Another campaign cycle, another chance for the New York Times to sic the government on GOP fund-raising groups? The gang from 2010 (Mike McIntire and Michael Luo, pictured) got back together for Sunday’s front-page story, “Fine Line Between ‘Super PACs’ and Campaigns.”
Luo in particular wrote several articles in 2010 suggesting the IRS and the Federal Election Commission might find it worthwhile to investigate GOP-affiliated groups making campaign ads, with Karl Rove a particular target. The Times’s concern over questionable campaign funding has certainly risen since 2008, when Obama scandals were greeted with nothing-to-see-here headline like this, from October 7, 2008: "G.O.P. Query Involves 1% of Giving to Obama." Sunday's piece is not as explicit (Obama is indulging in Super PAC's as well, as the reporters briefly note) but the implication remains:
When Mitt Romney’s presidential campaign needs advice on direct mail strategies for reaching voters, it looks to TargetPoint Consulting. And when the independent “super PAC” supporting him needs voter research, it, too, goes to TargetPoint.
Sharing a consultant would seem to be an embodiment of coordination between a candidate and an independent group, something prohibited under federal law. But TargetPoint is just one of a handful of interconnected firms in the same office suite in Alexandria, Va., working for either the Romney campaign or the super PAC Restore Our Future.
The overlapping roles and relationships of the consultants in Suite 555 at 66 Canal Center Plaza offer a case study in the fluidity and ineffectual enforcement of rules intended to prevent candidates from coordinating their activities with outside groups. And there has been a rising debate over the ascendancy of super PACs, which operate free of the contribution limits imposed on the candidates but are supposed to remain independent of them.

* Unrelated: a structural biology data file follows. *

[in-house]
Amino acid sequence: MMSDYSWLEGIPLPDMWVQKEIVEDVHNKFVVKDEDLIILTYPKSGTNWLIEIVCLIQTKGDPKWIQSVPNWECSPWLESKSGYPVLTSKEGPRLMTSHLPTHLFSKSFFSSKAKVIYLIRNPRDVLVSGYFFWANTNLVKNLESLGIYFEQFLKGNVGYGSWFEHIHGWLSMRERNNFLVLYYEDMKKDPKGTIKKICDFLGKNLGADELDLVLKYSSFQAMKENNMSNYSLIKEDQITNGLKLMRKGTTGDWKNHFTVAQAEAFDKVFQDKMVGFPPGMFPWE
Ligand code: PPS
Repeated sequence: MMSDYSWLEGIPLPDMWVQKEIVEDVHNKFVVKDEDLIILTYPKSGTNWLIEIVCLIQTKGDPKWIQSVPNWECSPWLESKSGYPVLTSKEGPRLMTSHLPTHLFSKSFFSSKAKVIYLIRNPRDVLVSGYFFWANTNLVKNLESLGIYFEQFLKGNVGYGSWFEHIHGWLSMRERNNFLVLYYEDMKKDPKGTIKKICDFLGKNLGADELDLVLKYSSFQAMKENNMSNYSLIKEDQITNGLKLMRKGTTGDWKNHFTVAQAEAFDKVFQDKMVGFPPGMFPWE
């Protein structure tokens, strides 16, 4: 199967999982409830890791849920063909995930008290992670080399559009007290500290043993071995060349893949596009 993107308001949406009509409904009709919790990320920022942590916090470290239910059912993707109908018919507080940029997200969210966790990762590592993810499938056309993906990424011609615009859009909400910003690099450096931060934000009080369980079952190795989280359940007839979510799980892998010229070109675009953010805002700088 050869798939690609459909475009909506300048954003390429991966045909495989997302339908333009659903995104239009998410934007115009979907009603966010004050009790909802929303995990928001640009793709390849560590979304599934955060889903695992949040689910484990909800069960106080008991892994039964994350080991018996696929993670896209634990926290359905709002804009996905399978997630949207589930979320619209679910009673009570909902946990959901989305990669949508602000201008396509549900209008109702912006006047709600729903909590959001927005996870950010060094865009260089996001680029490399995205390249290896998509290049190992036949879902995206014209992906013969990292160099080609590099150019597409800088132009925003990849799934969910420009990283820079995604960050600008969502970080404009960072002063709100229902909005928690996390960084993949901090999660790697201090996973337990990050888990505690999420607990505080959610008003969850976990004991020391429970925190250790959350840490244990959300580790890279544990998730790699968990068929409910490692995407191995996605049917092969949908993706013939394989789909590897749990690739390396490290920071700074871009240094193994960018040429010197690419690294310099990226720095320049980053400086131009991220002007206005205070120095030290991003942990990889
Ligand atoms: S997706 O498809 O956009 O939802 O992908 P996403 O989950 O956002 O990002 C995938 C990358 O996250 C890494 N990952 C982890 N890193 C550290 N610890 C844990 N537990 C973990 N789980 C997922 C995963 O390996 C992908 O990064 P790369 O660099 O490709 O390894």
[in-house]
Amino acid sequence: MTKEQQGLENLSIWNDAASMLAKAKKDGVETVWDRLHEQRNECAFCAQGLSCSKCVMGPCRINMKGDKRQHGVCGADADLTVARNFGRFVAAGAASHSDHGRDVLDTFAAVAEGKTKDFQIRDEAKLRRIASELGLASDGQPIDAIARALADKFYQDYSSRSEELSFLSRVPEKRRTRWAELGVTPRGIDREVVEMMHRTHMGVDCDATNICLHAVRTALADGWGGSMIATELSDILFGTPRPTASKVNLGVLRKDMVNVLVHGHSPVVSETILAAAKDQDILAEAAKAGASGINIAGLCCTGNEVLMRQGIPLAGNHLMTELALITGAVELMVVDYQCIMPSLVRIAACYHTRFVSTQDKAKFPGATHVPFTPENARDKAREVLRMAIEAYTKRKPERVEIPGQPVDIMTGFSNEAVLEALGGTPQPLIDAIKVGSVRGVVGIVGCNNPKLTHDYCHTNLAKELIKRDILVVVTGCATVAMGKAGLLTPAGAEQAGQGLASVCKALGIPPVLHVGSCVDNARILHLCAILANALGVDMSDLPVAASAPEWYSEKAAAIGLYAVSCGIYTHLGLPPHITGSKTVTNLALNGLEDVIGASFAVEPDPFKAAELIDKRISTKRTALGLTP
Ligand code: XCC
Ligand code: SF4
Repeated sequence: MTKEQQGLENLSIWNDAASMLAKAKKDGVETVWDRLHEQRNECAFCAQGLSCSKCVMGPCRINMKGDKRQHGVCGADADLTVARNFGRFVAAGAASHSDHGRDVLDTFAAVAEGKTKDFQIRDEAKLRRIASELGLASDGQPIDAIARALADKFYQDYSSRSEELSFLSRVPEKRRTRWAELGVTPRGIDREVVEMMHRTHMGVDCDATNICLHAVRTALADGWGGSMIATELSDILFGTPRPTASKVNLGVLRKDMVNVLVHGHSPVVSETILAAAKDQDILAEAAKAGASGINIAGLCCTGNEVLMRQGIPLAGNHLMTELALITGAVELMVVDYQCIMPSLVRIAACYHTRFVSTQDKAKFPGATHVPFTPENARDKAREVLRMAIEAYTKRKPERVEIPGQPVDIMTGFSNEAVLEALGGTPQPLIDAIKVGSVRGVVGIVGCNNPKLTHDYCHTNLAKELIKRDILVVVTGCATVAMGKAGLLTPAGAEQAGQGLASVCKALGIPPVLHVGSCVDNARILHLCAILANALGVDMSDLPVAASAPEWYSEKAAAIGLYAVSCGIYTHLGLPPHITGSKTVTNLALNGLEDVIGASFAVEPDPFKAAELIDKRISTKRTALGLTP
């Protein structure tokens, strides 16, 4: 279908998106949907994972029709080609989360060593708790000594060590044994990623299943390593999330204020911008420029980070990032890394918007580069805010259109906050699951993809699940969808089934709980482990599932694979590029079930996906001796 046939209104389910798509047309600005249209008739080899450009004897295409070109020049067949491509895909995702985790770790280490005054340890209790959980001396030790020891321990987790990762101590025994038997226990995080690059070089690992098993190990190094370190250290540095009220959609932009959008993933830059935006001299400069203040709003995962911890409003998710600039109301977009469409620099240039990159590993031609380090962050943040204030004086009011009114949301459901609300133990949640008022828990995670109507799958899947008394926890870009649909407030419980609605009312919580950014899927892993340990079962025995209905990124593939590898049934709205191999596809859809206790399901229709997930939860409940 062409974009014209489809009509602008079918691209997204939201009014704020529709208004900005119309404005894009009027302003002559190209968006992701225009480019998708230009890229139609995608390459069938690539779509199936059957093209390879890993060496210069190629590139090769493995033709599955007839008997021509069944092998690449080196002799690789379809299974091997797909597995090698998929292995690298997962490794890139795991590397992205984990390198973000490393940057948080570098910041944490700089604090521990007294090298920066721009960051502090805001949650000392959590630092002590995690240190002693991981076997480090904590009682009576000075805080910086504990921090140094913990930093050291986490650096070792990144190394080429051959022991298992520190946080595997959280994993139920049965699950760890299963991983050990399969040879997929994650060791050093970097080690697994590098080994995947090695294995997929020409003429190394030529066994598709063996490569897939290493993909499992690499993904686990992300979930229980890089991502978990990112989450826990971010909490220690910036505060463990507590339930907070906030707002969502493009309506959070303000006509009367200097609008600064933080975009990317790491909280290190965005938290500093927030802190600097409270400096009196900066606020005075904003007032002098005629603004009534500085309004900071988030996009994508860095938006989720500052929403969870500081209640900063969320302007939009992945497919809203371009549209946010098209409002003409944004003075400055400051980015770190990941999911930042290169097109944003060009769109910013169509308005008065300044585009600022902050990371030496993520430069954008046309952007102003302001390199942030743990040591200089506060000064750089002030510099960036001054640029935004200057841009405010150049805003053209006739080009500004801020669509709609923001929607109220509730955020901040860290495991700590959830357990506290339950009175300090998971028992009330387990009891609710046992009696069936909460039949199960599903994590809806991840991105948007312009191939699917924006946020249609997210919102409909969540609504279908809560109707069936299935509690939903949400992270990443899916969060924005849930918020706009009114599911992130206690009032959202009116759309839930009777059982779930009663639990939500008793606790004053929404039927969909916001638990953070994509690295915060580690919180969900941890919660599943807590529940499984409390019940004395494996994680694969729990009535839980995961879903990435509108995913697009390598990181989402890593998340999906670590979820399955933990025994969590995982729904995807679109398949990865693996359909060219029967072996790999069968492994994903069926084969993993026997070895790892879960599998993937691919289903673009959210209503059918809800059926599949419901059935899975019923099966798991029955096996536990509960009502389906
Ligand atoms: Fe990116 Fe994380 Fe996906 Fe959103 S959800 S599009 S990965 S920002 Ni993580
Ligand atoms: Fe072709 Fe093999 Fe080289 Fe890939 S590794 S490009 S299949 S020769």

In practice, super PACs have become a way for candidates to bypass the limits by steering rich donors to these ostensibly independent groups, which function almost as adjuncts of the campaigns.
Super PACs have collected more than $100 million so far, much of it from a relatively small collection of well-heeled individuals or companies who are free to give millions to these outside groups but no more than a few thousand dollars to a candidate’s own committees. Those unlimited contributions are fueling a barrage of negative advertising in the Republican primaries.
But while the Federal Election Commission has established elaborate, though narrow, guidelines for determining whether the creation of a specific campaign advertisement violates the coordination ban, it has not focused on other kinds of activities between all PACs and candidates. Rules the commission adopted in 2003, still on the books, allow for regulation of this gray area, but they have been largely ignored.
McIntire and Luo then went into excruciating detail about both Romney’s super PAC and his official campaign employing the same catering company, with riveting information on how much it cost.
And no suggestion of bad intent by Republican operatives would be complete without a Karl Rove appearance.
The overlapping connections of American Crossroads, the independent group tied to Karl Rove, with the Alexandria office suite are likely to draw more scrutiny in the general election, should Mr. Romney win the nomination. Mr. Forti is the group’s political director, and Crossroads is expected to be a big player in November.